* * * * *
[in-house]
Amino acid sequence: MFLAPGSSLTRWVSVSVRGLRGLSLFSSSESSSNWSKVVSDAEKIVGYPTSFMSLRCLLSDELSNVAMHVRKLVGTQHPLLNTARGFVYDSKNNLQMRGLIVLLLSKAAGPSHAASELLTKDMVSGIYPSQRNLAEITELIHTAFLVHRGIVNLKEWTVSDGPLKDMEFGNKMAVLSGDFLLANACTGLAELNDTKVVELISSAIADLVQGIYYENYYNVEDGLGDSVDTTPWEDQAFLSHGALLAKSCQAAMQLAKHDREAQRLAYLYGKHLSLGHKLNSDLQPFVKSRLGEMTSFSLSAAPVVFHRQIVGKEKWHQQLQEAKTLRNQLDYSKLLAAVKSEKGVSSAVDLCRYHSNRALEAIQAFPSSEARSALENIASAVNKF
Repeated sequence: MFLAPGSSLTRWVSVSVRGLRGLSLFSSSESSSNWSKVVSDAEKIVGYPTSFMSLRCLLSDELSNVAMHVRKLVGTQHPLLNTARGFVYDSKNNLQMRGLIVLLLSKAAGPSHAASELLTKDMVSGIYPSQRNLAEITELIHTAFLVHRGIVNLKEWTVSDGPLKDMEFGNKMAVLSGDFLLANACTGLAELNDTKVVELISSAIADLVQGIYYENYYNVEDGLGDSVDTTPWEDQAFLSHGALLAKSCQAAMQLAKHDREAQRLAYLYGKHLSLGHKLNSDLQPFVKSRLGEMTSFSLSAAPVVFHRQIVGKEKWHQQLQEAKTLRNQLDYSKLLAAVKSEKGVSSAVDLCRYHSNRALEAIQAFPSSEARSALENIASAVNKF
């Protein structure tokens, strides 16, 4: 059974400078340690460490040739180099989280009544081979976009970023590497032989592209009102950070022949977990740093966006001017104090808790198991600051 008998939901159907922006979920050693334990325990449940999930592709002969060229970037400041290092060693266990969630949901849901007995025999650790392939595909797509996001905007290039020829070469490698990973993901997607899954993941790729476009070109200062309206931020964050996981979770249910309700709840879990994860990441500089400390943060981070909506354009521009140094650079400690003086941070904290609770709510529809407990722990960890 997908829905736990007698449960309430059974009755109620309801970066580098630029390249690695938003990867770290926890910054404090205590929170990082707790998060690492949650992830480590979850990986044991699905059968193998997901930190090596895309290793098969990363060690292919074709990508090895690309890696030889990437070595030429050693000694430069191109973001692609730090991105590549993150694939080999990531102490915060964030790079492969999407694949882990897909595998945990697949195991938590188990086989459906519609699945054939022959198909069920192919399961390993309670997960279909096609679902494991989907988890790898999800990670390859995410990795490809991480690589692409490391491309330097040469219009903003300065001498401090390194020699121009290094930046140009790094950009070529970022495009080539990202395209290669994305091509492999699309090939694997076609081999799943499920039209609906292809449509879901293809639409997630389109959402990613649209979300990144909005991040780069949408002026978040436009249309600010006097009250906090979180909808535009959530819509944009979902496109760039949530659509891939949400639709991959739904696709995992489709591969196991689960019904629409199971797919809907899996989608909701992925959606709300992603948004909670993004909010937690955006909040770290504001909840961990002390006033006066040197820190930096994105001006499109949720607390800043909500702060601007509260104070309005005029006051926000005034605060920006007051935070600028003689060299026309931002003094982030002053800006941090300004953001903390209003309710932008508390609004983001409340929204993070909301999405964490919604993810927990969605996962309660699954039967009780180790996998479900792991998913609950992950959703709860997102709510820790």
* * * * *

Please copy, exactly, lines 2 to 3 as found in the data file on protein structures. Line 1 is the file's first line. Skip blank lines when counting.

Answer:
Amino acid sequence: MFLAPGSSLTRWVSVSVRGLRGLSLFSSSESSSNWSKVVSDAEKIVGYPTSFMSLRCLLSDELSNVAMHVRKLVGTQHPLLNTARGFVYDSKNNLQMRGLIVLLLSKAAGPSHAASELLTKDMVSGIYPSQRNLAEITELIHTAFLVHRGIVNLKEWTVSDGPLKDMEFGNKMAVLSGDFLLANACTGLAELNDTKVVELISSAIADLVQGIYYENYYNVEDGLGDSVDTTPWEDQAFLSHGALLAKSCQAAMQLAKHDREAQRLAYLYGKHLSLGHKLNSDLQPFVKSRLGEMTSFSLSAAPVVFHRQIVGKEKWHQQLQEAKTLRNQLDYSKLLAAVKSEKGVSSAVDLCRYHSNRALEAIQAFPSSEARSALENIASAVNKF
Repeated sequence: MFLAPGSSLTRWVSVSVRGLRGLSLFSSSESSSNWSKVVSDAEKIVGYPTSFMSLRCLLSDELSNVAMHVRKLVGTQHPLLNTARGFVYDSKNNLQMRGLIVLLLSKAAGPSHAASELLTKDMVSGIYPSQRNLAEITELIHTAFLVHRGIVNLKEWTVSDGPLKDMEFGNKMAVLSGDFLLANACTGLAELNDTKVVELISSAIADLVQGIYYENYYNVEDGLGDSVDTTPWEDQAFLSHGALLAKSCQAAMQLAKHDREAQRLAYLYGKHLSLGHKLNSDLQPFVKSRLGEMTSFSLSAAPVVFHRQIVGKEKWHQQLQEAKTLRNQLDYSKLLAAVKSEKGVSSAVDLCRYHSNRALEAIQAFPSSEARSALENIASAVNKF